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Seahawks keep focus on run game, take UW TE Will Dissly in 4th round

Seahawks draft pick Will Dissly moved to tight end for UW at the end of the 2015 season. (AP)

In the fourth round of the 2018 NFL Draft, the Seattle Seahawks stayed close to home with their selection.

Full list of Seahawks, WSU and UW picks | NFL Draft home

Will Dissly, a tight end from across Lake Washington at UW, was taken 120th overall by the Seahawks.

“It’s unbelievable,” Dissly told reporters afterward. “It wasn’t a perfect story by any means, but I’m just really glad the way it worked out and I don’t think it stops here, man. I just need to keep working hard and let’s go win some games for the Hawks.”

Seahawks general manager John Schneider was worried Seattle might miss out on Dissly, who was ultimately their first selection Saturday.

“Right when we started today it was pretty nerve-wracking because Will is a guy everybody, our personnel staff, the coaches, have really invested in him and have had a very strong interest in him,” Schneider said. “And we talk about ‘our fit’ guys, and he’s been a guy we’ve been very interested in for a long time.”

Dissly will join the Seahawks as their third tight end but could compete with third-year player Nick Vannett to be the backup to free-agent addition Ed Dickson.

The 6-foot-4, 267-pound Dissly had 19 receptions for 230 yards and two touchdowns as a senior in 2017, and four receptions for 47 yards and a score in 2016.

The Bozeman, Mont., native was considered one of the best blocking tight ends in the draft. Shoring up the run game has clearly been a focus for the Seahawks this offseason with the signing of Dickson and selection of running back Rashaad Penny in the first round of the draft Thursday.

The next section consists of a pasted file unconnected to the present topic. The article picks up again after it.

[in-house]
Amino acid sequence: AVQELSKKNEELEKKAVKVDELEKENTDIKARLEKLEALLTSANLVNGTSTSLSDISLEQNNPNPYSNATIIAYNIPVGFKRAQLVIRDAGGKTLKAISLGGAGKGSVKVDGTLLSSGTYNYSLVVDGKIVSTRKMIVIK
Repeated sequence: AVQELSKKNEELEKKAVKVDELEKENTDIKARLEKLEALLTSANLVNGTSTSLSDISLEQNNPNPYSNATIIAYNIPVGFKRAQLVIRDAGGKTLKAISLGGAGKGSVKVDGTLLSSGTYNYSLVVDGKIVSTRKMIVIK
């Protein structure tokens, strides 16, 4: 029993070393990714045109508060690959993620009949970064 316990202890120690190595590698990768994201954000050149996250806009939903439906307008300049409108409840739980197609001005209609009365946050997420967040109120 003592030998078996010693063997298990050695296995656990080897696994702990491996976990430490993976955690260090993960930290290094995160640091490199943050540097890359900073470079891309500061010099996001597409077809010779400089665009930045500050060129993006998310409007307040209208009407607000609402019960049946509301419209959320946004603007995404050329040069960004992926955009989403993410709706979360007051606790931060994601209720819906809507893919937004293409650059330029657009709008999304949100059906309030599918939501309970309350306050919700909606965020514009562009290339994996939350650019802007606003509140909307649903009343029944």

Pete Carroll said finding run-blocking tight ends has been harder than in years’ past.

“We’ve been checking it for years now,” Carroll said. “We’ve really had a difficult time finding a guy that can come in and do both, catch the ball and run some routes for you but be a strong blocker. And it’s been pretty wells-stated that we thought he was the best blocker in the draft and for that reason we tuned into him early and were keeping our fingers crossed the whole time.”

Dissly told reporters his blocking ability is one of his strong suits.

“Obviously I’m looking to grow my game as much as possible, but I always put my pride in my run blocking,” he said, “so I’m excited about that.”

Dissly began his career at UW as a defensive lineman but was asked to try tight end for their bowl game after the 2015 season. It worked out, as he moved to the position full-time in 2016, starting five games and playing in all 14 for the Huskies.

Dissly was the third of five Washington players taken in the 2018 draft, following defensive tackle Vita Vea (first round, Buccaneers) and wide receiver Dante Pettis (second round, 49ers) and coming before linebackers Azeem Victor and Keishawn Bierria in the sixth round. He is the first Husky drafted by the Seahawks since the team took another tight end, Jerramy Stevens, in 2002.

By the time Dissly had his conference call with Seattle reporters, he hadn’t yet checked his phone to see if Petersen called after the pick. Still, he won’t need to go far to get back in touch with his college coach.

“I’m sure it’ll be nice to go back and see him every time I want now that I’m still in Seattle.”

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